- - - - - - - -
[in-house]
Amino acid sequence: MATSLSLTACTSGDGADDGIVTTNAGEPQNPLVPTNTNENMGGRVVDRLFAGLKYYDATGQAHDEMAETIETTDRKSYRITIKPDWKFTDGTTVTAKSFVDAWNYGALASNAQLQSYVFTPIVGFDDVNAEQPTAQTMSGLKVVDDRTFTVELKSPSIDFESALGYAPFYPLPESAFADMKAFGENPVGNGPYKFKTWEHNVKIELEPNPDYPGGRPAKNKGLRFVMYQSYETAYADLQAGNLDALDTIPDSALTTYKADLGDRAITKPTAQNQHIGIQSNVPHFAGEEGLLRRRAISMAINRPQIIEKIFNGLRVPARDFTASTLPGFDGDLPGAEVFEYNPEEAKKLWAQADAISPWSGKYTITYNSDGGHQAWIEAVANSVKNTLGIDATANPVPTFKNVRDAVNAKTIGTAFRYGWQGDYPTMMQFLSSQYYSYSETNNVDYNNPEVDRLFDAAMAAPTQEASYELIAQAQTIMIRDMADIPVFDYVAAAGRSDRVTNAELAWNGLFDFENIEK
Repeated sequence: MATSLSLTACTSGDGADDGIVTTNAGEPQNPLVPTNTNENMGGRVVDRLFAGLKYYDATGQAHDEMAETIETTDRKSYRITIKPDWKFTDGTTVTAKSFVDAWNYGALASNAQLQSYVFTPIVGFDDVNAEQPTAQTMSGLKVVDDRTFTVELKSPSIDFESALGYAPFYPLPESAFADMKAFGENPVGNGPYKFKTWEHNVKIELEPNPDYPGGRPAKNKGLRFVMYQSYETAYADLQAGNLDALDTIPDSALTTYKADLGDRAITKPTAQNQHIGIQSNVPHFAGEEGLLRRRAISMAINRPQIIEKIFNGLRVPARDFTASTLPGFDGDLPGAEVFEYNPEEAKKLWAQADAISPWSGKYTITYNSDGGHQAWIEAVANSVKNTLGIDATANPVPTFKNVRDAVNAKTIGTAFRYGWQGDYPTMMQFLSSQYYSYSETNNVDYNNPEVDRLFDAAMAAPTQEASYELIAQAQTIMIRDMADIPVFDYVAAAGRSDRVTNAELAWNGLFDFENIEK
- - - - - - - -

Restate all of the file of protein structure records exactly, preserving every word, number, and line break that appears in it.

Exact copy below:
[in-house]
Amino acid sequence: MATSLSLTACTSGDGADDGIVTTNAGEPQNPLVPTNTNENMGGRVVDRLFAGLKYYDATGQAHDEMAETIETTDRKSYRITIKPDWKFTDGTTVTAKSFVDAWNYGALASNAQLQSYVFTPIVGFDDVNAEQPTAQTMSGLKVVDDRTFTVELKSPSIDFESALGYAPFYPLPESAFADMKAFGENPVGNGPYKFKTWEHNVKIELEPNPDYPGGRPAKNKGLRFVMYQSYETAYADLQAGNLDALDTIPDSALTTYKADLGDRAITKPTAQNQHIGIQSNVPHFAGEEGLLRRRAISMAINRPQIIEKIFNGLRVPARDFTASTLPGFDGDLPGAEVFEYNPEEAKKLWAQADAISPWSGKYTITYNSDGGHQAWIEAVANSVKNTLGIDATANPVPTFKNVRDAVNAKTIGTAFRYGWQGDYPTMMQFLSSQYYSYSETNNVDYNNPEVDRLFDAAMAAPTQEASYELIAQAQTIMIRDMADIPVFDYVAAAGRSDRVTNAELAWNGLFDFENIEK
Repeated sequence: MATSLSLTACTSGDGADDGIVTTNAGEPQNPLVPTNTNENMGGRVVDRLFAGLKYYDATGQAHDEMAETIETTDRKSYRITIKPDWKFTDGTTVTAKSFVDAWNYGALASNAQLQSYVFTPIVGFDDVNAEQPTAQTMSGLKVVDDRTFTVELKSPSIDFESALGYAPFYPLPESAFADMKAFGENPVGNGPYKFKTWEHNVKIELEPNPDYPGGRPAKNKGLRFVMYQSYETAYADLQAGNLDALDTIPDSALTTYKADLGDRAITKPTAQNQHIGIQSNVPHFAGEEGLLRRRAISMAINRPQIIEKIFNGLRVPARDFTASTLPGFDGDLPGAEVFEYNPEEAKKLWAQADAISPWSGKYTITYNSDGGHQAWIEAVANSVKNTLGIDATANPVPTFKNVRDAVNAKTIGTAFRYGWQGDYPTMMQFLSSQYYSYSETNNVDYNNPEVDRLFDAAMAAPTQEASYELIAQAQTIMIRDMADIPVFDYVAAAGRSDRVTNAELAWNGLFDFENIEK